A chemical exfoliant is best for oily skin if you’re targeting your face. Skincare products with ingredients like salicylic acid target oil glands and acne production if you’re prone to breakouts. 

For thick, oily skin elsewhere on the body, physical exfoliants may work, as well. Light strokes will still be ideal no matter where you’re exfoliating to avoid irritating your skin. 

If you have acne-prone skin, some exfoliants may aggravate your skin and cause more breakouts. Your priority may need to be getting your acne under control first with a combination of skincare and lifestyle changes before starting an exfoliating regimen.


Combination skin may benefit from either a physical or chemical exfoliant. If you’re most concerned about an oily T-zone, stick with a chemical exfoliant used with less frequency to avoid drying out sensitive areas of your skin. You can also try a combination exfoliant.

How to Exfoliate by Body Part

Not all skin behaves the same. If you want to exfoliate all over for a full-body glow, you’ll need to approach each part differently.


Wash your face with your usual face wash or cleanser. If you’re using a physical exfoliant, apply it in a circular motion with a light touch. Scrubbing hard can irritate your face.

how to exfoliate

A dry brush, washcloth, or your hands all work here. Use lukewarm water to rinse off the exfoliant, then pat dry. 

If you’re using a chemical exfoliant, follow the instructions on the packaging. You’ll likely need to leave the exfoliant on your face for a certain amount of time. Some exfoliating serums are left on as a base before your moisturizer and makeup. It will depend on the exfoliant you choose.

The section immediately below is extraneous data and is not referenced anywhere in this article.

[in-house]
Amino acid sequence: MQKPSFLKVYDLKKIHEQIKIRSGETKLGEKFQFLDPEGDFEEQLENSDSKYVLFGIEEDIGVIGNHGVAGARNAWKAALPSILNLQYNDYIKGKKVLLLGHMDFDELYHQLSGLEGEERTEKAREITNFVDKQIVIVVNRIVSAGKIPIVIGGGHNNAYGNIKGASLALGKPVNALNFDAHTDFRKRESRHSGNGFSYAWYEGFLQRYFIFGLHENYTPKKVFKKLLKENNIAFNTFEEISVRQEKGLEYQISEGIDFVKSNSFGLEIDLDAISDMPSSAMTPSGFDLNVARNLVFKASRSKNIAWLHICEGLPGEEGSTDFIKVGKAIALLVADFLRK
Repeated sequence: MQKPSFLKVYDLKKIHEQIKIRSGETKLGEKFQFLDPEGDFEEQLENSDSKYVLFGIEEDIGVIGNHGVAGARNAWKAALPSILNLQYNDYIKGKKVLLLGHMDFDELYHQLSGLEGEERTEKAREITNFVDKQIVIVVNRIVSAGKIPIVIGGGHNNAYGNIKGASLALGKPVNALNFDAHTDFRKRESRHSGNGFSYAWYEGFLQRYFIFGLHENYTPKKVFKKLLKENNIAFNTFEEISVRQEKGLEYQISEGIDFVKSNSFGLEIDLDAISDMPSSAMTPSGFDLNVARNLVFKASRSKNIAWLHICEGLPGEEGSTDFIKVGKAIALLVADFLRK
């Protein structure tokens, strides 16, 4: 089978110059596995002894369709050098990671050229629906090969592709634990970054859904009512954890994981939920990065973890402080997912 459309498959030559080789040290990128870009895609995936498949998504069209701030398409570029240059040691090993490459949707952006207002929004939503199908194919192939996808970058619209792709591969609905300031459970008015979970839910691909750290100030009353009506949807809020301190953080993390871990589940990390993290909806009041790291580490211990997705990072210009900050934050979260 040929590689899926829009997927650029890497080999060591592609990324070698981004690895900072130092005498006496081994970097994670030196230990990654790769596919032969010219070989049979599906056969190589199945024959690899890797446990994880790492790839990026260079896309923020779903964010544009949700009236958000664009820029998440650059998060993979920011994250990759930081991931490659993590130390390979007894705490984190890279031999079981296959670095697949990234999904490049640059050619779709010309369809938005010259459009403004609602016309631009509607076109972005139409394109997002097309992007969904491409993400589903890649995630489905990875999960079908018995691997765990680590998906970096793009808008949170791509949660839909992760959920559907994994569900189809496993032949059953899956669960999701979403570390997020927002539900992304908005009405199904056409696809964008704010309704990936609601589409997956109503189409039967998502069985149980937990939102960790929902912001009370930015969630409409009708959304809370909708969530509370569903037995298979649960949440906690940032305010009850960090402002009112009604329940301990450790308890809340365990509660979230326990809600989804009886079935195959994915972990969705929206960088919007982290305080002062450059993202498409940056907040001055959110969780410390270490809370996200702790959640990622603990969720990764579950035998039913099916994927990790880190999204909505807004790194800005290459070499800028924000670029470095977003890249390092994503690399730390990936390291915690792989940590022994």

Arms and Legs

Exfoliating your arms and legs can give your limbs a polished look and reduce bumps and dry spots from exposure to the elements and dehydration. It can also prevent ingrown hairs where you shave.

To start, cleanse your skin with your usual body wash or soap. Use a loofah or body brush with your chosen exfoliant to slough off those dead skin cells at the surface. If you shave your legs regularly, avoid scrubbing too often. Shaving is itself a way to exfoliate your skin.

For an even gentler experience, you can exfoliate with a scrubbing mitt after a warm bath. Your skin has softened by then, so you’ll need even less pressure, but it will be primed for smoothing.


Exfoliating your pubic area is a good way to avoid ingrown hairs if you shave or wax in that area. In fact, exfoliating before going to your bikini wax appointment will make that appointment more effective and prime your skin for the wax. 

How do you exfoliate your vaginal area? To exfoliate your vaginal area, use a small amount of a gentle exfoliant and scrub it along your bikini area. Let the exfoliant sit for a few minutes, then rinse well. 

You want to be especially careful not to rub too hard in this very sensitive area to avoid irritation.

In Summary

Exfoliation can be an optional but worthwhile piece of your skincare regimen. The type of exfoliant you choose will depend on your skin type and the area of the skin you’d like to smooth.

Generally, people with sensitive and dry skin types should avoid rough granules that may further irritate their skin. If you’re not sure where to start, talk to your dermatologist about the right exfoliant for you or whether your skin would benefit from regular exfoliation.


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  3. Tang, S. C., & Yang, J. H. (2018). Dual Effects of Alpha-Hydroxy Acids on the Skin. Molecules (Basel, Switzerland), 23(4), 863. Full text: https://www.ncbi.nlm.nih.gov/pmc/articles/PMC6017965/